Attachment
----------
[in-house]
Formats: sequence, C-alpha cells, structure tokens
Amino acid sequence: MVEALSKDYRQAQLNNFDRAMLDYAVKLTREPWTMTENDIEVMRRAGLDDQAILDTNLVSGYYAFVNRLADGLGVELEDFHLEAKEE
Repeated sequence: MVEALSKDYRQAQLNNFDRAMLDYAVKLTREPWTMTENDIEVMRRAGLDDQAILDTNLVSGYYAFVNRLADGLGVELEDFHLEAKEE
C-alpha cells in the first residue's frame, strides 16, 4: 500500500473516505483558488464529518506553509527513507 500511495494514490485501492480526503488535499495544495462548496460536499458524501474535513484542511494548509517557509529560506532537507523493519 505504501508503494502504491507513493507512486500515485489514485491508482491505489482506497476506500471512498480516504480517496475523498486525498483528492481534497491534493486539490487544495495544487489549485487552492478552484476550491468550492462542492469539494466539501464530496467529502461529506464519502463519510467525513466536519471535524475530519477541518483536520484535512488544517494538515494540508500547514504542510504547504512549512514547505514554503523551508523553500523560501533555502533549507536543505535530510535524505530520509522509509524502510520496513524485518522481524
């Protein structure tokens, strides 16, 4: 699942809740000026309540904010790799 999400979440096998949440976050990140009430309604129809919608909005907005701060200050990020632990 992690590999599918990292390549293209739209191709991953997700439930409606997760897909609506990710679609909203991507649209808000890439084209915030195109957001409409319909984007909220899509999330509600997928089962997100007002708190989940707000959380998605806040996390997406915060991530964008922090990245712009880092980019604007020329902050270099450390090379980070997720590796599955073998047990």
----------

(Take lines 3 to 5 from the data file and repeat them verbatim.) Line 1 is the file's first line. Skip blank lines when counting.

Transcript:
Amino acid sequence: MVEALSKDYRQAQLNNFDRAMLDYAVKLTREPWTMTENDIEVMRRAGLDDQAILDTNLVSGYYAFVNRLADGLGVELEDFHLEAKEE
Repeated sequence: MVEALSKDYRQAQLNNFDRAMLDYAVKLTREPWTMTENDIEVMRRAGLDDQAILDTNLVSGYYAFVNRLADGLGVELEDFHLEAKEE
C-alpha cells in the first residue's frame, strides 16, 4: 500500500473516505483558488464529518506553509527513507 500511495494514490485501492480526503488535499495544495462548496460536499458524501474535513484542511494548509517557509529560506532537507523493519 505504501508503494502504491507513493507512486500515485489514485491508482491505489482506497476506500471512498480516504480517496475523498486525498483528492481534497491534493486539490487544495495544487489549485487552492478552484476550491468550492462542492469539494466539501464530496467529502461529506464519502463519510467525513466536519471535524475530519477541518483536520484535512488544517494538515494540508500547514504542510504547504512549512514547505514554503523551508523553500523560501533555502533549507536543505535530510535524505530520509522509509524502510520496513524485518522481524